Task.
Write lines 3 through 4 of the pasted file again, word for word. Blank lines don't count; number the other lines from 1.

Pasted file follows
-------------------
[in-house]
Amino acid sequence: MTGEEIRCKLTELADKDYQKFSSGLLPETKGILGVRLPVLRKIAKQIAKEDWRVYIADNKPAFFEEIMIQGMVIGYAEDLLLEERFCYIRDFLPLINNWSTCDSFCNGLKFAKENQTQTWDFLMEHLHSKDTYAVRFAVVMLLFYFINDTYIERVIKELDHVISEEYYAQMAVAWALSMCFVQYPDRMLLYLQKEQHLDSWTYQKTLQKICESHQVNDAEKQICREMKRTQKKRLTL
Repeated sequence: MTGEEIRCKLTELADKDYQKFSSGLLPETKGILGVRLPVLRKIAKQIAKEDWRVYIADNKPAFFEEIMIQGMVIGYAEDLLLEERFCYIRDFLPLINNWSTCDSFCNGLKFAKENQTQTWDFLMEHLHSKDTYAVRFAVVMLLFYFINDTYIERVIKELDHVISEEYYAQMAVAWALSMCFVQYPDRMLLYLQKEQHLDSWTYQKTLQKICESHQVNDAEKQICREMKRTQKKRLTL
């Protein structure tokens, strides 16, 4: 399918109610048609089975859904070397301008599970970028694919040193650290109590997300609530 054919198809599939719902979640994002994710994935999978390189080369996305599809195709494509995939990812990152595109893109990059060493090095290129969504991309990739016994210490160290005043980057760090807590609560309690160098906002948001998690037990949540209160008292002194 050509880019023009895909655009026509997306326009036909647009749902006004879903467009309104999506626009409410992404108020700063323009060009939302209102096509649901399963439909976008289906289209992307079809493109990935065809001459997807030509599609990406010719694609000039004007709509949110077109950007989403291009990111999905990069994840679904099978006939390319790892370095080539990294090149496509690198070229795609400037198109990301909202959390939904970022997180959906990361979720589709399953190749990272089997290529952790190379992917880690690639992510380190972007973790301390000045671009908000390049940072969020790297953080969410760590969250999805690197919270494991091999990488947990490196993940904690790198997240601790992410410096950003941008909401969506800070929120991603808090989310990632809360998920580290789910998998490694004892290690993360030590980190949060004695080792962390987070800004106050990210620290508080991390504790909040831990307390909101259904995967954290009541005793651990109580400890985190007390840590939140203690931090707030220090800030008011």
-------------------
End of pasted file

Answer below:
Repeated sequence: MTGEEIRCKLTELADKDYQKFSSGLLPETKGILGVRLPVLRKIAKQIAKEDWRVYIADNKPAFFEEIMIQGMVIGYAEDLLLEERFCYIRDFLPLINNWSTCDSFCNGLKFAKENQTQTWDFLMEHLHSKDTYAVRFAVVMLLFYFINDTYIERVIKELDHVISEEYYAQMAVAWALSMCFVQYPDRMLLYLQKEQHLDSWTYQKTLQKICESHQVNDAEKQICREMKRTQKKRLTL
């Protein structure tokens, strides 16, 4: 399918109610048609089975859904070397301008599970970028694919040193650290109590997300609530 054919198809599939719902979640994002994710994935999978390189080369996305599809195709494509995939990812990152595109893109990059060493090095290129969504991309990739016994210490160290005043980057760090807590609560309690160098906002948001998690037990949540209160008292002194 050509880019023009895909655009026509997306326009036909647009749902006004879903467009309104999506626009409410992404108020700063323009060009939302209102096509649901399963439909976008289906289209992307079809493109990935065809001459997807030509599609990406010719694609000039004007709509949110077109950007989403291009990111999905990069994840679904099978006939390319790892370095080539990294090149496509690198070229795609400037198109990301909202959390939904970022997180959906990361979720589709399953190749990272089997290529952790190379992917880690690639992510380190972007973790301390000045671009908000390049940072969020790297953080969410760590969250999805690197919270494991091999990488947990490196993940904690790198997240601790992410410096950003941008909401969506800070929120991603808090989310990632809360998920580290789910998998490694004892290690993360030590980190949060004695080792962390987070800004106050990210620290508080991390504790909040831990307390909101259904995967954290009541005793651990109580400890985190007390840590939140203690931090707030220090800030008011």